When blocked in general, I think about the last design decision I made and revisit. Oftentimes, if I'm blocked entirely and can't even get started on implementing a feature, it's because the feature is ill-conceived and needs to be redone. Maybe it's done with incorrect assumptions about how users will use the problem, or maybe it just doesn't serve any purpose. Revisit whether you need the feature at all.

If you find you can't work on your startup at all, maybe it's a sign that your startup is on the wrong track. Revisit your idea. I'm actually at that stage with mine: we scrambled to get a demo ready for YC, but now that I want to procrastinate and avoid work (our market is people who want to procrastinate and avoid work), I find that I don't want to use our product. But I've got some ideas about how to backup and try a different approach, and now I want to try them out and see if they can get me procrastinating with the startup itself.

I quit my job last March and it was a bad idea


So, here's my story; I tell it occasionally when stories like yours come up.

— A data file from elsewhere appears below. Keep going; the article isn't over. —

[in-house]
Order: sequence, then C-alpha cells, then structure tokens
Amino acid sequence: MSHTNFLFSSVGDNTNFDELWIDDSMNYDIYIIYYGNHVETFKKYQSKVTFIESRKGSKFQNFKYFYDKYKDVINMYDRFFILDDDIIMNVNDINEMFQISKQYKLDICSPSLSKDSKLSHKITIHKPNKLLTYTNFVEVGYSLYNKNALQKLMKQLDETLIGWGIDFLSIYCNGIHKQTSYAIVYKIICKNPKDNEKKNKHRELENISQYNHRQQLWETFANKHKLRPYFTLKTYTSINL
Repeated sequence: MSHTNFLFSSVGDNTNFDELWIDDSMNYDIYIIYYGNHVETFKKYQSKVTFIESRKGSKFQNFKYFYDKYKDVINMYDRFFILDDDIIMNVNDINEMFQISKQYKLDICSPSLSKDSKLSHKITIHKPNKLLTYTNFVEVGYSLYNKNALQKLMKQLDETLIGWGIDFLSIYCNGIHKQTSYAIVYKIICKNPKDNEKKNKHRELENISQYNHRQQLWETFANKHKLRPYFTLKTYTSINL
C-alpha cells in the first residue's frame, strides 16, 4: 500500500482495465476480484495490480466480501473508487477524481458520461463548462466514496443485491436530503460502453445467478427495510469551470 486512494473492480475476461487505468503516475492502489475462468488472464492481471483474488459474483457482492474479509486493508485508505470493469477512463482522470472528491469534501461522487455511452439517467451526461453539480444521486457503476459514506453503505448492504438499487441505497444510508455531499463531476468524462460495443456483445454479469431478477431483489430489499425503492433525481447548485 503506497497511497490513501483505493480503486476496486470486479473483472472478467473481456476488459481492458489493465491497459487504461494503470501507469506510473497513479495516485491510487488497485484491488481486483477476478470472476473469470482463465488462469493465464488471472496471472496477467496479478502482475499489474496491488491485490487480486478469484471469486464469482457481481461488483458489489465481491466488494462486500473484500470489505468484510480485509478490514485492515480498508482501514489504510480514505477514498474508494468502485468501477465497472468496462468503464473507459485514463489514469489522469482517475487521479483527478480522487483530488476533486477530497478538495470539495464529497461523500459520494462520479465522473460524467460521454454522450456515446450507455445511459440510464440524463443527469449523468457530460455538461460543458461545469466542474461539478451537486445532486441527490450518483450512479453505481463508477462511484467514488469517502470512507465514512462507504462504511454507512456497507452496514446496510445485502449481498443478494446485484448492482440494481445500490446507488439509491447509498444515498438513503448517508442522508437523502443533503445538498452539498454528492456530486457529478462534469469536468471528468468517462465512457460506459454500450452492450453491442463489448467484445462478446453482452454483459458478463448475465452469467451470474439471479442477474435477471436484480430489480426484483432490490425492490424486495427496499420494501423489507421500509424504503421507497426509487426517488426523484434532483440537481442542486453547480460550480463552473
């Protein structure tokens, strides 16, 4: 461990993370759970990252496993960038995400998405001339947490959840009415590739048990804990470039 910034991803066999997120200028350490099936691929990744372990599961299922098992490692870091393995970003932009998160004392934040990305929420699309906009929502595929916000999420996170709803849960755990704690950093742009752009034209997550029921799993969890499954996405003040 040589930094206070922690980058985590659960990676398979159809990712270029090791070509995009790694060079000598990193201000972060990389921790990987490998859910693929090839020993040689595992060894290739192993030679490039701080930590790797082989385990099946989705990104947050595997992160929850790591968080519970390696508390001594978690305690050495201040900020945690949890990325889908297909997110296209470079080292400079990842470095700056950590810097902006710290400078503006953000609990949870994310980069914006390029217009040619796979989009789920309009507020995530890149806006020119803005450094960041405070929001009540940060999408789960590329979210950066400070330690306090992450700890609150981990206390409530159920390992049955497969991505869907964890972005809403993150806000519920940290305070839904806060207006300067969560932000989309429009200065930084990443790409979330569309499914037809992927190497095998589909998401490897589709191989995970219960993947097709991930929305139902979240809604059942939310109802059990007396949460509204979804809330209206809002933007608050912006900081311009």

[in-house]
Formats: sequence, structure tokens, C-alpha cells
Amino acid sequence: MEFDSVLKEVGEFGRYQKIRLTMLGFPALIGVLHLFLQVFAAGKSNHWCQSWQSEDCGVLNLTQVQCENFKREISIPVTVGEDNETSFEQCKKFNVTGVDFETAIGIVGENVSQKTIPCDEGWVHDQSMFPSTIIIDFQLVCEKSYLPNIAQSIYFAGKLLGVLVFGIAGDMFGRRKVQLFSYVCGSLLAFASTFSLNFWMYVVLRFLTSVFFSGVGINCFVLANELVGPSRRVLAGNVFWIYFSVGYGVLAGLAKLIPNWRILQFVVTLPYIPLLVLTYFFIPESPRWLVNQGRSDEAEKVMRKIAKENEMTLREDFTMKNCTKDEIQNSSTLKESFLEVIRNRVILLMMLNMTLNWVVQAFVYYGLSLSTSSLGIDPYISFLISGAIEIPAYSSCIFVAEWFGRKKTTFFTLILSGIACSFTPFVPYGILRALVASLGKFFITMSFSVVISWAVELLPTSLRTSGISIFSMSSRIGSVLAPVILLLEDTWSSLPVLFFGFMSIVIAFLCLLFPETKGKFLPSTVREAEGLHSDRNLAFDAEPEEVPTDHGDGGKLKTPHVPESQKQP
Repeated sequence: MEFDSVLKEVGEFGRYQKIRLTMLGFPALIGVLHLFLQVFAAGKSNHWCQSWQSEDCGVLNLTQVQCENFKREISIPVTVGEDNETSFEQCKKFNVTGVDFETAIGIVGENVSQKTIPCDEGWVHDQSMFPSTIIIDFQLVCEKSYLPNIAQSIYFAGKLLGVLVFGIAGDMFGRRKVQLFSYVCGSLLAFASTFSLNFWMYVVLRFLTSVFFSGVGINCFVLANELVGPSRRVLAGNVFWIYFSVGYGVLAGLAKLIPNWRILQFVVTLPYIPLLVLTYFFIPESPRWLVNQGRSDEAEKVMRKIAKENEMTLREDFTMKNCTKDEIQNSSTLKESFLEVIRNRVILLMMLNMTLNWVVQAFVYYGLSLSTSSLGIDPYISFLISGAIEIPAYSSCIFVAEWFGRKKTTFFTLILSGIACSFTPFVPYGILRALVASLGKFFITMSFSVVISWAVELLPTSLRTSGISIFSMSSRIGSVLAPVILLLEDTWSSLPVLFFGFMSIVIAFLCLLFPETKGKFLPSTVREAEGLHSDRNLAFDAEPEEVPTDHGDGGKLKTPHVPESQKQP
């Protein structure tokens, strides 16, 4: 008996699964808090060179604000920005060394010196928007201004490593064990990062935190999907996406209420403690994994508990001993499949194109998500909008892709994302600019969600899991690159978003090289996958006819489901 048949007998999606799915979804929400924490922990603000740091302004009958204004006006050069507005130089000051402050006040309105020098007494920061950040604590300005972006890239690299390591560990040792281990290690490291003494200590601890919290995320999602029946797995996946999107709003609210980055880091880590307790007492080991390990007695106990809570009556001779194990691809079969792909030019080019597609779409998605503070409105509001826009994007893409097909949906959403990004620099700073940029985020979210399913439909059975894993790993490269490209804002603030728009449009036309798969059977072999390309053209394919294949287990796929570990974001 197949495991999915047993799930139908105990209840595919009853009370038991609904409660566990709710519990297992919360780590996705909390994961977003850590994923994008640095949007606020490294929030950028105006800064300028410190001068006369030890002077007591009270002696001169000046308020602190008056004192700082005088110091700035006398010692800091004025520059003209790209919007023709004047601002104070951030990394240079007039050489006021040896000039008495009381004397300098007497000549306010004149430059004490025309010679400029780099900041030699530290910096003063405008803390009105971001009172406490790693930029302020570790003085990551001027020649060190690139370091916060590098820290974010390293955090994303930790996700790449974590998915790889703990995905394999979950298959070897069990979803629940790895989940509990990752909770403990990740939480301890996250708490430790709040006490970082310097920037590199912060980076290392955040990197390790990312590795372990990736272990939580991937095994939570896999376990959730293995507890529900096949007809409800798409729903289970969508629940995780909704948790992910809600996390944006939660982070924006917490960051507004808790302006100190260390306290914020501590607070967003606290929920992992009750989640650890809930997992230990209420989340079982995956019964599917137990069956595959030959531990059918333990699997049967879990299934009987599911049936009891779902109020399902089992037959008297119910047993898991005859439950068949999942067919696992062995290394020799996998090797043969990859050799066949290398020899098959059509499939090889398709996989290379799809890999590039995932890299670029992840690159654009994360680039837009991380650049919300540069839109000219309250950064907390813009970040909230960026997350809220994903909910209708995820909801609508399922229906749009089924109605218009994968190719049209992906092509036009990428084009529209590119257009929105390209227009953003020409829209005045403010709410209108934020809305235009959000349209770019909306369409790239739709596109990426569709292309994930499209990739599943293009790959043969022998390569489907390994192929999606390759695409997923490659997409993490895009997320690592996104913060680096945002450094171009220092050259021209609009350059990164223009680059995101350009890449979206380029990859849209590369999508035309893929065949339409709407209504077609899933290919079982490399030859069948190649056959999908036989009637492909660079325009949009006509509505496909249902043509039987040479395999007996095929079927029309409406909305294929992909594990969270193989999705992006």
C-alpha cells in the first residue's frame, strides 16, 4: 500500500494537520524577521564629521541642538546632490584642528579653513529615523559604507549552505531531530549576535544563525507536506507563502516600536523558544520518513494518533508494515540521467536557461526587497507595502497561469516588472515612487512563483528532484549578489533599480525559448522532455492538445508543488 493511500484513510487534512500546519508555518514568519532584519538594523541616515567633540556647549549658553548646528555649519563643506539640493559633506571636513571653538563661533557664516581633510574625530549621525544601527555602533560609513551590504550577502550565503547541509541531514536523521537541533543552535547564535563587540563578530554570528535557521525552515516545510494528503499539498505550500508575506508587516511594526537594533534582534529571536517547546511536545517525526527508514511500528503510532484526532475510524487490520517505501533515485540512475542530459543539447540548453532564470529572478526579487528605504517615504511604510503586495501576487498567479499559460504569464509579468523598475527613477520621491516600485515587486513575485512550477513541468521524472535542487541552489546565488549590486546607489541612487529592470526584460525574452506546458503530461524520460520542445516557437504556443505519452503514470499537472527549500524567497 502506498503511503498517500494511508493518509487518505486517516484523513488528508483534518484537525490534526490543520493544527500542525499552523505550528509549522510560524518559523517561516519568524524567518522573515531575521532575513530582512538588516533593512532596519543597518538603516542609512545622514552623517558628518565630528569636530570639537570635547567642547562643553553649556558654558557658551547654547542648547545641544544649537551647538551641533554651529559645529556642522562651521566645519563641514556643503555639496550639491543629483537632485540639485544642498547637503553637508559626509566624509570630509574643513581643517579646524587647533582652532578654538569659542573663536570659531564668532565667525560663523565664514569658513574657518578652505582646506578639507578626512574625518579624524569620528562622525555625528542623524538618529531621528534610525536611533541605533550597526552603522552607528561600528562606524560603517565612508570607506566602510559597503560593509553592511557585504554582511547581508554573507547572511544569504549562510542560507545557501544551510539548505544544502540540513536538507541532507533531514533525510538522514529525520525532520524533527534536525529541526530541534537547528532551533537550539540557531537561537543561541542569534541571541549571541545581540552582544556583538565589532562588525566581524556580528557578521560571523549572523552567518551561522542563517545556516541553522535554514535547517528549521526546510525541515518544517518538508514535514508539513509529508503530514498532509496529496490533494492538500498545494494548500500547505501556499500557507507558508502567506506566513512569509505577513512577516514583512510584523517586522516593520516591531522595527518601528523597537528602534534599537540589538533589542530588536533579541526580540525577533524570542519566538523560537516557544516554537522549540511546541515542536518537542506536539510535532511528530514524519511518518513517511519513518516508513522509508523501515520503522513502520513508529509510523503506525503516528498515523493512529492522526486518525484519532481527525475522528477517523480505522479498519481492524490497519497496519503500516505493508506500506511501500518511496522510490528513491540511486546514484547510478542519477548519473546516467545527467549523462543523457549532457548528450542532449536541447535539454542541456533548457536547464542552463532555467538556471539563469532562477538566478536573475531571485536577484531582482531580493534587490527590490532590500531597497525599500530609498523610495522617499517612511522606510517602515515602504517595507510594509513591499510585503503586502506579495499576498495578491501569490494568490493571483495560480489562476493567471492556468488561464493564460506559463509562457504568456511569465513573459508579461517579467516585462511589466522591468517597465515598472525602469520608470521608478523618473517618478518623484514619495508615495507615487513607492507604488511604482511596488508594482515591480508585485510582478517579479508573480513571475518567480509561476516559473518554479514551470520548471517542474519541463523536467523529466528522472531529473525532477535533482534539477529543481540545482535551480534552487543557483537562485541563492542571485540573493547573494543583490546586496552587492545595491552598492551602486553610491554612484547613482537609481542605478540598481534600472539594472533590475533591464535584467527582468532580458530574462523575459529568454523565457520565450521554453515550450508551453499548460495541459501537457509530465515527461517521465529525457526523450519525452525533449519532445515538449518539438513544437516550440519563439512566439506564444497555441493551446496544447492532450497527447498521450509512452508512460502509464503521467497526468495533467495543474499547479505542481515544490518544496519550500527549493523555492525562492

I had no college experience, but did manage to jump right in to a good I.T. job while I was still in high school, and from there into an even better I.T. job in another state where I made more money than I knew what to do with. (I've never been good with money, and didn't understand what "savings" meant.) I worked there until suddenly one day I went on a camping trip with family, came back, and decided I hated computers. I quit that job, and the industry.

Then the dotcom bust happened.

So, at about your age, there I am, living back with my parents. They at least were supportive, but it took me a while to get my feet back under me. I took some simple jobs, took up rock climbing as a hobby, eventually became a climbing instructor, learned a whole bunch of skills but got paid next to nothing.

Eventually all of the credit I had amassed during my previous life in I.T. ran out, and I was deeply in debt with not enough income to manage it. My parents had moved away, and I ended up moving with them. Again.

Not my proudest moment.